John Cooper points out Plato’s depiction of the soul by explaining that the soul’s three, basic characteristics: “reason, spirit and appetite” (3). According to Plato, these three distinct parts may be independent of one another but they are actually meant to act harmoniously—“that is to say, there are desires of reason as well as bodily appetites and impulses of a spirited nature” (Cooper 5). By identifying the aspects of the soul in this way, Plato is not meaning to draw them into competition with one another but rather to show how they are all sides of human life—aspects of the human will and motivating force of life.
Reason and passion (whether spiritual or physical) are not to be thought of as conflicting or contradictory because the point for Plato is that they can be mutually reinforcing. In other words, they can and should work together, and when they do just that, the human life achieves a harmonious balance—the type of balance that people are meant to enjoy.

Spirit

With that said, the opposite can also occur if one let’s feeling dominate or run amok. Plato gives some energy in describing the meaning of these two aspects of the soul and juxtaposing them with reason in order…

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…a good example, like Odysseus, in that he is ultimately a good man, has a noble bearing and quality, is loved by all, and wants to do the Good. However, there is a problem that Oedipus must confront: he has a weakness within his character, which is wrath. It is this wrath that prompted him to lose his temper and kill a stranger at a crossroads. The stranger it turns out happened to be the Theban king and in fact Oedipus’s own biological father (Oedipus had been given up by his parents as a baby and had never known them).

Following the murder of the king, Oedipus solves the riddle of the sphinx and is rewarded by the Thebans (who were oppressed by the Sphinx) with the empty throne. He marries Jocasta (who happens to be his mother—the mother he never knew) and has children with her. But the gods are angry that Oedipus has committed regicide, and Thebes is plagued by them with sickness. Oedipus vows to find out the cause of the plague and ultimately uncovers the truth—that he is the cause for he is the one who killed the king, his father. He blinds himself in an act of humiliation and leaves the city with his daughter Antigone to help guide him on his way since he can no longer see.

Aristotle’s point in identifying Oedipus as the ultimate tragic hero capable of filling one with fear and pity is that the more that people realize how everyone is really in the same boat, all subject to the same divine force, all possessing the same common characteristics, the more likely they are to demonstrate the type of resolve needed to be good and to desire the Good with all their heart.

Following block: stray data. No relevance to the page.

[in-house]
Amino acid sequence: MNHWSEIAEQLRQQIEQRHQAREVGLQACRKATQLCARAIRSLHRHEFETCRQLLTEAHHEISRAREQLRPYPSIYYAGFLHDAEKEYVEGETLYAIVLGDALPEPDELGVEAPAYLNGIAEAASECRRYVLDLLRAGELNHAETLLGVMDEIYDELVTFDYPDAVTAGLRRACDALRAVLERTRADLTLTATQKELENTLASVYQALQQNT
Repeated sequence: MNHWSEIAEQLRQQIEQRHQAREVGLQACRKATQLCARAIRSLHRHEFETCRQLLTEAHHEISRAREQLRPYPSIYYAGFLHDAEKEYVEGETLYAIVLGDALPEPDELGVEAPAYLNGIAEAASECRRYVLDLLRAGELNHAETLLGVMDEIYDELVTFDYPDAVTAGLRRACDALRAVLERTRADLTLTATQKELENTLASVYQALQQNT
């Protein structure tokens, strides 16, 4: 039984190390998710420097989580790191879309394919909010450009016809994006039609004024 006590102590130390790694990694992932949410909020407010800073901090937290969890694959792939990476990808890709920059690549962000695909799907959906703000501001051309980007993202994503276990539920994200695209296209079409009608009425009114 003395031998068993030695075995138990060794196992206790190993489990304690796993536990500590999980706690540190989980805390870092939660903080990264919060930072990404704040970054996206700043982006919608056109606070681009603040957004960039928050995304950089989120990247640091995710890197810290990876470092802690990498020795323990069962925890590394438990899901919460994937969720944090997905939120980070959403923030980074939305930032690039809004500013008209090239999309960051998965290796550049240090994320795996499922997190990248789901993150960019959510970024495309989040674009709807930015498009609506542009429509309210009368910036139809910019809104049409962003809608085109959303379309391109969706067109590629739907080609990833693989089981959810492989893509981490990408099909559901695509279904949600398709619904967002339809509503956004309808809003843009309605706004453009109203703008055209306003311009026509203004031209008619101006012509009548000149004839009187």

Head and Heart United

For both Plato and Aristotle, therefore, it can been seen that reason is essential— in terms of forming the character and in terms of restraining the appetite. The head is needed—but so too is the heart. This was the mistake that the Revolutionaries made in Paris during the Reign of Terror. It was also the mistake that the Rationalists made during the Era that preceded them. Head and heart are both part of the human personality and neither is to be ignored. Rather each is to be aware of the other so that they can work together towards the Good.

Conclusion

The aim of Plato was to show that the use of reason in pursuit of the highest ideal was mankind’s greatest challenge and noblest task. Plato loved to use his intellect to consider all things, to know truth and to know himself. Aristotle saw reason as having a more pragmatic or practical application: he wanted to show that people could use reason to know good from bad, right from wrong and then form their characters so that their likes and dislikes conformed to what their head knew was good and bad. Aristotle saw head and heart….....

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Works Cited

Aristotle. Nicomachean Ethics. Chicago: University of Chicago, 2011.

Cooper, John. “Plato’s Theory of Human Motivation.” History of Philosophy Quarterly, vol. 1, no. 1 (1984), pp. 3-21.

Furlong, E. J. “Two Arguments in Plato’s ‘Phaedo’.” Hermathena, vol. 30, no. 55 (1940), pp. 62-72.

Hardie, W. F. R. Aristotle’s Ethical Theory, 2nd Ed. Oxford: Clarendon Press, 1980.

Taylor, C. C. W. Pleasure, Mind, and Soul: Selected Papers in Ancient Philosophy. Oxford University Press, 2008.

Urmson, J. O. “Aristotle’s Doctrine of the Mean.” American Philosophical Quarterly, vol. 10, no. 3 (1973), pp. 223-230.